Sales of exchange-traded funds have grown rapidly in the past three years, but the number of companies manufacturing them in the United States shrank to seven last year and is unlikely to grow, market participants said.

Three of the seven - State Street Global Advisors, Barclays Global Investors and Bank of New York - have nearly 97% of the $228 billion U.S. exchange-traded fund market. There were eight providers in 2003, but UBS Asset Management, which managed two exchange-traded funds in this country, with $116 million of assets, sold out last year to State Street.

"This is a hard product to just jump right into," said Patricia Sanchez-Marin, director of adviser consulting services at the global advisors subsidiary of State Street Corp. in Boston. "You need a licensing agreement with an index provider, you need distribution capabilities, and you need capital to offer these vehicles."

Sales have burgeoned for the leaders. Barclays Global Investors, the San Francisco and London-based unit of Barclays PLC whose iShares exchange-traded funds remain the market leader, expanded its share of the U.S. market to 50.1% last year as its assets under management grew by 97.2%, to $114 billion. Bloomberg News also reported that State Street Global Advisors, which has 33.4% of the market, saw its assets under management grow 32.3%, to $76 billion last year, though its share fell.

Sanchez-Marin said that in the years since the peak of the 1990's bull market, investors have moved assets into exchange-traded funds because the index-linked products offer cost savings and a trading flexibility that typical mutual funds lack.

W. Christopher Maxwell, a managing partner at Conestoga Capital Advisors in Rock Hall, Md., and a former fund executive at both KeyCorp and the former Citicorp, said investors are using exchange-traded funds more often because they can be bought or sold at any time of day and investors do not have to worry about short-term-trading penalties or other compliance issues that have affected mutual funds.

"There are new prohibitions that are affecting mutual funds," Maxwell said. "We are using exchange-traded funds as part of [our] strategy as we transition assets. This is a good place to park assets for a while."

Many other product manufacturers are interested in offering exchange-traded funds, Sanchez-Marin said, but entry is limited because the number of indexes is limited. State Street's exchange-traded funds are linked to the Standard & Poor's and Dow Jones indexes; Barclays' are linked to the Russell indexes; and Vanguard's are linked to the Morgan Stanley Composite Index.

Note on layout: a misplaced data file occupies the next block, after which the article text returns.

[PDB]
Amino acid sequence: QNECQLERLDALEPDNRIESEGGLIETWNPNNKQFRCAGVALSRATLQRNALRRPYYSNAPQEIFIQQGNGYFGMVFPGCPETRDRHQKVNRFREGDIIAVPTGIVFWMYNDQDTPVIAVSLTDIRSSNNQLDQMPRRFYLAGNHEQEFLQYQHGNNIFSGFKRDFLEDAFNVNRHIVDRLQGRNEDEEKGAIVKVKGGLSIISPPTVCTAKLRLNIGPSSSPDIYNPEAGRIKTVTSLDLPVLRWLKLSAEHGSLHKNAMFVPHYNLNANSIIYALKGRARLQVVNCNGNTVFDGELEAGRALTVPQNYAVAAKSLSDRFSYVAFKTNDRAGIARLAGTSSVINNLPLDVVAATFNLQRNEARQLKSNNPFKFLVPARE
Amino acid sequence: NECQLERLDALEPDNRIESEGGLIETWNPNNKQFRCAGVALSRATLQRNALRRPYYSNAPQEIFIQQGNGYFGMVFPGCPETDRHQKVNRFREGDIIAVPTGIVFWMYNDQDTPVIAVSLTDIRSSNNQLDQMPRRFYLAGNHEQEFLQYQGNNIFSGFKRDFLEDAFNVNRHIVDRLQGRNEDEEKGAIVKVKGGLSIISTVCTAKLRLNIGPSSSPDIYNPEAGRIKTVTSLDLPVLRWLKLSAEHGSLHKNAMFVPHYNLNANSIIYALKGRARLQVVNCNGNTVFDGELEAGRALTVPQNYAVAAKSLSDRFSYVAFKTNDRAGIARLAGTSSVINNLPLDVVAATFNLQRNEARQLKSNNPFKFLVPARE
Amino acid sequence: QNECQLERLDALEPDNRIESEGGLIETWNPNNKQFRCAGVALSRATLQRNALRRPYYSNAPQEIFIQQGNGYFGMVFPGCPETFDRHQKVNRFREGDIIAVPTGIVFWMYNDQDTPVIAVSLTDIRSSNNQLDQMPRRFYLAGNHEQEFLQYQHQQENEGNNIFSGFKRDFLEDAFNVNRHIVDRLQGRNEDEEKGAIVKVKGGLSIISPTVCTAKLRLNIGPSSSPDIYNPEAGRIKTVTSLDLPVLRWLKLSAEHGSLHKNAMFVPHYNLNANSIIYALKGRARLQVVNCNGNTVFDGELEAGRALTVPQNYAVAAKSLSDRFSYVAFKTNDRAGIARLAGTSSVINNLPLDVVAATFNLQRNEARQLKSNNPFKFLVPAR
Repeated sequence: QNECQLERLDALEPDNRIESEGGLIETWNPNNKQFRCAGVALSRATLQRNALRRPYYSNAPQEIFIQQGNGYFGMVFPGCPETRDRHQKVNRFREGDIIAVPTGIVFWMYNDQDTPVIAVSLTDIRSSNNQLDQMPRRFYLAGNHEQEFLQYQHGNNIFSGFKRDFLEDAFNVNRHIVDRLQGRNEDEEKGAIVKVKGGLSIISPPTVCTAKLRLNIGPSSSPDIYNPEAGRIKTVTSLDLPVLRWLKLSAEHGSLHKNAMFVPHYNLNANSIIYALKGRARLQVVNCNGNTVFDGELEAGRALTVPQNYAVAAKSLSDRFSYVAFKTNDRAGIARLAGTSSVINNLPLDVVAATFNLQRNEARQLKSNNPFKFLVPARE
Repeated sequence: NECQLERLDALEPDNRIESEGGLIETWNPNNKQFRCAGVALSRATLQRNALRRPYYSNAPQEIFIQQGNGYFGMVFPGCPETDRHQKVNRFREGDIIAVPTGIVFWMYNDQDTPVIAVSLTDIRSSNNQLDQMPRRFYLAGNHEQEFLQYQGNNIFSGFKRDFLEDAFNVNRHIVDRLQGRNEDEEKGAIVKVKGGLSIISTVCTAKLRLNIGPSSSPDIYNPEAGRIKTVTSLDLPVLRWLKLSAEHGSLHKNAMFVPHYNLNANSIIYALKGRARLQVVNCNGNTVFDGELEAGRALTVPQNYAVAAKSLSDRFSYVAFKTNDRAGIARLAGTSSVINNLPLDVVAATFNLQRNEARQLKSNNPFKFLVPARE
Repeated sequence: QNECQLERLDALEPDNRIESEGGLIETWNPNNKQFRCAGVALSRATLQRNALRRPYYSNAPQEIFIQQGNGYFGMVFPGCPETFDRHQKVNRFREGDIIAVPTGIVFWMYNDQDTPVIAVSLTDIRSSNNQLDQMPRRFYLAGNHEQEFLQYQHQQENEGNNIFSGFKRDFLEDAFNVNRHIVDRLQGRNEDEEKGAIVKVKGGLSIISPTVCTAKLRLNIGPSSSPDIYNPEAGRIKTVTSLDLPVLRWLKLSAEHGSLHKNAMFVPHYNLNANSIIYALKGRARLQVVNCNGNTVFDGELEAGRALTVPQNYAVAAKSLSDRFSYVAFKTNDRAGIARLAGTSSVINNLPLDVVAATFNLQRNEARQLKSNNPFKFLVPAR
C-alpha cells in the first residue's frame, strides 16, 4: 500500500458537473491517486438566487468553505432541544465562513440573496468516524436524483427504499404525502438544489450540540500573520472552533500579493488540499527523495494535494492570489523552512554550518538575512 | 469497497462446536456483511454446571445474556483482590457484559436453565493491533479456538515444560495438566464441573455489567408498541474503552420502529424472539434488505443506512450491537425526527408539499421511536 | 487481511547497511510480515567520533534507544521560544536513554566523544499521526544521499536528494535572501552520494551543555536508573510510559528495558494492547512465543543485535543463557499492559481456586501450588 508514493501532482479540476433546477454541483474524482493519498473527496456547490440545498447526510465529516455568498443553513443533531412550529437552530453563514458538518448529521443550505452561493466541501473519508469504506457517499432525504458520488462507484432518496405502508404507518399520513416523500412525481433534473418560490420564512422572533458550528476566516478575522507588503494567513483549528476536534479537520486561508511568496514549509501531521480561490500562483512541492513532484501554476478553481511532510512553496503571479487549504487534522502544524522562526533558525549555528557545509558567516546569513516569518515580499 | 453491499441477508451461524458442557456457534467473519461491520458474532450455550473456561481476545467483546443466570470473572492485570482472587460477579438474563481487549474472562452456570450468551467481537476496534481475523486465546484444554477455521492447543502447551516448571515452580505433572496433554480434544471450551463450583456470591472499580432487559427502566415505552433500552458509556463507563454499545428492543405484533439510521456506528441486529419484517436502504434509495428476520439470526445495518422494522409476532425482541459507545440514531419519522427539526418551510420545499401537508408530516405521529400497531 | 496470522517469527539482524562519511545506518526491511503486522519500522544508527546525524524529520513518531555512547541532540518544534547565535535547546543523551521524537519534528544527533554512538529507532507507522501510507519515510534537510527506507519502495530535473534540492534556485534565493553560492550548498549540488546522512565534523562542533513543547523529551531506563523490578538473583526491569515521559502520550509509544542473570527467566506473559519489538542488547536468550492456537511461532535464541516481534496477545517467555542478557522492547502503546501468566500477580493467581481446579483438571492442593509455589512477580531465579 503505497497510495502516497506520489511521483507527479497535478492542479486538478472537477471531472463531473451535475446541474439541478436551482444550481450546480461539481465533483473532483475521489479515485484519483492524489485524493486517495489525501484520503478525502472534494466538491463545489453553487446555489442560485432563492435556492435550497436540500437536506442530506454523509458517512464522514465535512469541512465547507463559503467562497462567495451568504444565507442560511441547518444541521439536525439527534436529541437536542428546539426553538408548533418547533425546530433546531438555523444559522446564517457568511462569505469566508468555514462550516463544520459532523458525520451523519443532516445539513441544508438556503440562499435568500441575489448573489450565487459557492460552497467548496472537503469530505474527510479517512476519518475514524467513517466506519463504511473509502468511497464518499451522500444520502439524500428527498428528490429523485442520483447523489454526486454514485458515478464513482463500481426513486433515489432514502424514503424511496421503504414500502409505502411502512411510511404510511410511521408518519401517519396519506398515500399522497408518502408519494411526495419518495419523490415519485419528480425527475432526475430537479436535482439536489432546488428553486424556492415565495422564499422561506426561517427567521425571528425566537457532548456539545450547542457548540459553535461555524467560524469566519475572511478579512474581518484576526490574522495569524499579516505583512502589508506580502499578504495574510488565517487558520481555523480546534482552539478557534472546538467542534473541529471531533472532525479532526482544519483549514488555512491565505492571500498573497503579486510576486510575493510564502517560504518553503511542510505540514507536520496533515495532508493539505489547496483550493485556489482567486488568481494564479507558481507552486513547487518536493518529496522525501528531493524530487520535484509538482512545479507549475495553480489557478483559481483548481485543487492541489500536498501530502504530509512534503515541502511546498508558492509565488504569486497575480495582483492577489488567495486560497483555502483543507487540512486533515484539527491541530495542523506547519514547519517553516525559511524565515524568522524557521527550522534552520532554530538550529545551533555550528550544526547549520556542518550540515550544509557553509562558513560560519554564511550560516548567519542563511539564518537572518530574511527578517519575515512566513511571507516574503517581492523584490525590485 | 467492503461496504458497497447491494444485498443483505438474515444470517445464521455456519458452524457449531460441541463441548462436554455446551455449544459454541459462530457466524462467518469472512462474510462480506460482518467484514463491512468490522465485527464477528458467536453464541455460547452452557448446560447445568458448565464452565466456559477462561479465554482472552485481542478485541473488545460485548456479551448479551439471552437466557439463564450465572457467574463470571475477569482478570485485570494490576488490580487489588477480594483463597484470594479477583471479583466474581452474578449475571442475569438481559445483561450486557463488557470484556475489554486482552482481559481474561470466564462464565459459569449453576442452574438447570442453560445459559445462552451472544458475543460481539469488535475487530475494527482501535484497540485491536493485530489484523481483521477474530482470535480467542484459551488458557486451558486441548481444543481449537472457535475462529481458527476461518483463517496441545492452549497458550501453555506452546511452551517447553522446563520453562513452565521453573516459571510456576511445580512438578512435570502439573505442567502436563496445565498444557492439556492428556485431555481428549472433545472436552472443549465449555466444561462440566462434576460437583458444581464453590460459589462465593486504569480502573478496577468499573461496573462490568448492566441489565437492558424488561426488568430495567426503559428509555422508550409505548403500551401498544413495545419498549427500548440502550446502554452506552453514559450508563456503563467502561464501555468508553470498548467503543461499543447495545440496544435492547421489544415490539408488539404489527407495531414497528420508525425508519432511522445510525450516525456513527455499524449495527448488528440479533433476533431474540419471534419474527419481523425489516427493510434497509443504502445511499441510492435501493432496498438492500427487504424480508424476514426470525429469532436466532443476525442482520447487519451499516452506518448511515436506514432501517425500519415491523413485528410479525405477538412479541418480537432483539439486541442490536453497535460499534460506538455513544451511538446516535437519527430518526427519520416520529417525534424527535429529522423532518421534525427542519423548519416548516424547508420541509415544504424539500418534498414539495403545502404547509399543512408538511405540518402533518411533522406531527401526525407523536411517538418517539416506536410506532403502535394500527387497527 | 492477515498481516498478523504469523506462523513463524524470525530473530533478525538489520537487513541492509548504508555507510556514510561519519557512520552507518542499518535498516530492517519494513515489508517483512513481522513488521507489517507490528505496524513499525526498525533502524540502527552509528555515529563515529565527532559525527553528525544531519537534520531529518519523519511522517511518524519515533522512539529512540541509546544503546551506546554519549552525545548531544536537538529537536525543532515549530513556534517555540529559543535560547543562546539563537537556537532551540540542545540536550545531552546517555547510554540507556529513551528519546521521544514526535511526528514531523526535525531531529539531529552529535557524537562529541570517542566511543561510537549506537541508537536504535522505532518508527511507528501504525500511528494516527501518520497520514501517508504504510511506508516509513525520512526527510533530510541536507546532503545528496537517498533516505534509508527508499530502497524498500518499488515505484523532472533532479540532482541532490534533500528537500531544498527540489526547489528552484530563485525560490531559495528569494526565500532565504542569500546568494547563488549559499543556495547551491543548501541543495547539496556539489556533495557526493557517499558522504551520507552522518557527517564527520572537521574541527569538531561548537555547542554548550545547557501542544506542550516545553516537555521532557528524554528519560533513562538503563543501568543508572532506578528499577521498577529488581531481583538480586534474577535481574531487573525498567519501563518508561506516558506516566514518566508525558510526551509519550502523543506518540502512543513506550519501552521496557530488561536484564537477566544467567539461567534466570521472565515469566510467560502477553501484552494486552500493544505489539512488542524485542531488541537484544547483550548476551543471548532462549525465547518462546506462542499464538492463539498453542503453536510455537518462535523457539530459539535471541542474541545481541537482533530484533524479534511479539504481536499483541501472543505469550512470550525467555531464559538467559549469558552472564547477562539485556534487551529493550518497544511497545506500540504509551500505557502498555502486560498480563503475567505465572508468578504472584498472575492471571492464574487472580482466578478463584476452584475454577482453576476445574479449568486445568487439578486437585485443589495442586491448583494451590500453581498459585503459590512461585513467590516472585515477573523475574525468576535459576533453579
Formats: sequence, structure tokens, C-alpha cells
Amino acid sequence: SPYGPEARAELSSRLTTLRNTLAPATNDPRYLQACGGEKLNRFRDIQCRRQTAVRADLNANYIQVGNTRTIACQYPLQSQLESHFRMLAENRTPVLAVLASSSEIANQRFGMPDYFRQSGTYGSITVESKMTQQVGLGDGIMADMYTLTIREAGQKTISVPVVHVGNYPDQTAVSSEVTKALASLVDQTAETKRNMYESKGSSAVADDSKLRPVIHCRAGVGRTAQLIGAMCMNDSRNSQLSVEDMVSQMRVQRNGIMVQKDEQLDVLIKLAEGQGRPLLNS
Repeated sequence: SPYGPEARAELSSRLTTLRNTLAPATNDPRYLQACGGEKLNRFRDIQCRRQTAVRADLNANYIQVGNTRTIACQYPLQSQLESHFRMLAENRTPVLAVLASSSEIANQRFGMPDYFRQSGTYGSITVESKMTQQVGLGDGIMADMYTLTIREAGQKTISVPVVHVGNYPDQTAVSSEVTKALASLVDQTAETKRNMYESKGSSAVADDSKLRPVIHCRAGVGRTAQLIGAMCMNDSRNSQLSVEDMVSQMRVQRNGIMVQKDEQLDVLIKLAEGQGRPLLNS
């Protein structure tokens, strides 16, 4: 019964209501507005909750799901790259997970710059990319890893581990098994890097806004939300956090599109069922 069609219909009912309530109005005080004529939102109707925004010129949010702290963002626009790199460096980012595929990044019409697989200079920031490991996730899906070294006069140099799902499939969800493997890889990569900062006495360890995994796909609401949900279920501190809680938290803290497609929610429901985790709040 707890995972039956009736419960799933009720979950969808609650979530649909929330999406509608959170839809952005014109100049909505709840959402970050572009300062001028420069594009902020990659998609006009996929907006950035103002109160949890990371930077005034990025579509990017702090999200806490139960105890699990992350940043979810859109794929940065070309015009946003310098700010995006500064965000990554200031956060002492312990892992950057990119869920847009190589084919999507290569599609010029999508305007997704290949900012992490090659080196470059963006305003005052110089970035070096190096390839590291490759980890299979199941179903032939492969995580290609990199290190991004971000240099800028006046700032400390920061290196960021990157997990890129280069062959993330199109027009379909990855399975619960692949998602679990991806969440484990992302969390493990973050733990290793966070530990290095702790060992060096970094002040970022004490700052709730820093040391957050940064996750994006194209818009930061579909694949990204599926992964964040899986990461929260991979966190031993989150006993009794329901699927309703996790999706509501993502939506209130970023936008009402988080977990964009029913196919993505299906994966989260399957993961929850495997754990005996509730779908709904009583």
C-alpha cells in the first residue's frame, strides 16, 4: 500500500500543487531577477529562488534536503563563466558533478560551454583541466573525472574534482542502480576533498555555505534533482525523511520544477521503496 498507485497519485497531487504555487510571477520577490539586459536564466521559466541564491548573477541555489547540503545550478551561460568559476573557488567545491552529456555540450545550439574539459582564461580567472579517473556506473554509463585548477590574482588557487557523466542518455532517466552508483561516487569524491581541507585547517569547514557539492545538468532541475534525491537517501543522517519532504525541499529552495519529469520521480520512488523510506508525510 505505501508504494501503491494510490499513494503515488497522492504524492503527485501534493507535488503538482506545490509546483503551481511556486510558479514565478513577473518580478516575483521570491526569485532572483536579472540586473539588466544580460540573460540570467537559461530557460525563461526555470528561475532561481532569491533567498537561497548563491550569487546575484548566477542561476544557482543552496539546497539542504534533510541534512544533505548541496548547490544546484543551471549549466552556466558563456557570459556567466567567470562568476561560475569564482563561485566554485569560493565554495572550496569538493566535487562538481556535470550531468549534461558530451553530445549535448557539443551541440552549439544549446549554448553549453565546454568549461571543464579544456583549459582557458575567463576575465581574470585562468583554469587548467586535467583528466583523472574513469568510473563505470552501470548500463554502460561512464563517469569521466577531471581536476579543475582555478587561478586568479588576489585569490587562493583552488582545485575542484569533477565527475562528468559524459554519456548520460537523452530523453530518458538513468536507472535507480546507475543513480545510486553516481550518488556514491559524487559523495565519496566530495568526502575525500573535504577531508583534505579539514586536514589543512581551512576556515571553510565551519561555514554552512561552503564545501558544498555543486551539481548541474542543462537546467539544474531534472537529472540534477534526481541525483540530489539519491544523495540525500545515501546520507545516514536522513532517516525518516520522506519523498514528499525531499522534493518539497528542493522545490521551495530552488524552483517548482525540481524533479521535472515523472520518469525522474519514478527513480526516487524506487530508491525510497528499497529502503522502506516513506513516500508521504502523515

"This is just a market that closed itself up very quickly," said Burton J. Greenwald, president of B.J. Greenwald Associates in Philadelphia. "Everyone wants to offer these products, but most are forced to sell their competitors' products."

Noel C. Archard, the president of Vanguard Vipers, the Valley Forge, Pa., mutual fund company's exchange-traded fund unit, said the "passive approach to portfolio management continues to gather strength and is moving downstream to intermediaries. It is gathering more and more investors."

Vanguard, which started three international exchange-traded funds last week, had $6.7 billion of assets in 23 exchange-traded portfolios at Feb. 28, up from $5.8 billion at Dec. 31. Archard said strong competition from dominant companies like Barclays and State Street forces Vanguard to be creative.

He said Vanguard's ability to offer strong mutual funds in sectors where exchange-traded funds are unavailable gives the fund company an advantage. "We have a great deal of brand recognition on our side," he said. "Investors already recognize us as a great indexer. We are just providing them with another tool. For an intermediary, that is important."

The product has been a little less robust globally than in the United States, according to Bloomberg. In 2004, it reported, the global exchange-traded fund market grew 46% while U.S. sales were up 51%. At Dec. 31 there were 329 ETF portfolios worldwide, with $313.2 billion of assets under management. Of this, the United States has $227.7 billion in 152 portfolios.

Institutional, Intermediary, Individual

Executives agreed that the product has grown quickly because it has gained acceptance among institutional investors, intermediaries and individuals all at once.

Archard said he has seen significant growth through bank sales. He estimated that 60% of investors in his Vipers products are institutional, 30% intermediaries (including banks), and 10% individuals.

Sanchez-Marin agreed that consultants, including those at banks, and advisers have shown a keen interest in exchange-traded funds.

Exchange-traded funds have gained assets, she said, because they are less expensive than typical mutual funds. State Street's SPDRS fund, which tracks the S&P 500, charges only 10 basis points, Archard said.

Vanguard's fees in its exchange-traded funds range from seven basis points to 25 basis points. He said the average U.S. equity mutual fund charges 32 to 33 basis points.

"Lower fees are essential to what we do here," Archard said. "Our fees in our ETFs just went down because the Vipers doubled in size since 2003. That is Vanguard's mandate. We want to bring those economies of scale straight through to the end investor."

Sanchez-Marin said exchange-traded fund providers would need to do more than reduce fees to compete. Companies must start new products to develop market share, she said. State Street started an exchange-traded fund in November that focused on the gold market, she said. In its first three months, StreetTRACKS Gold Shares Trust accumulated $1.2 billion of assets.

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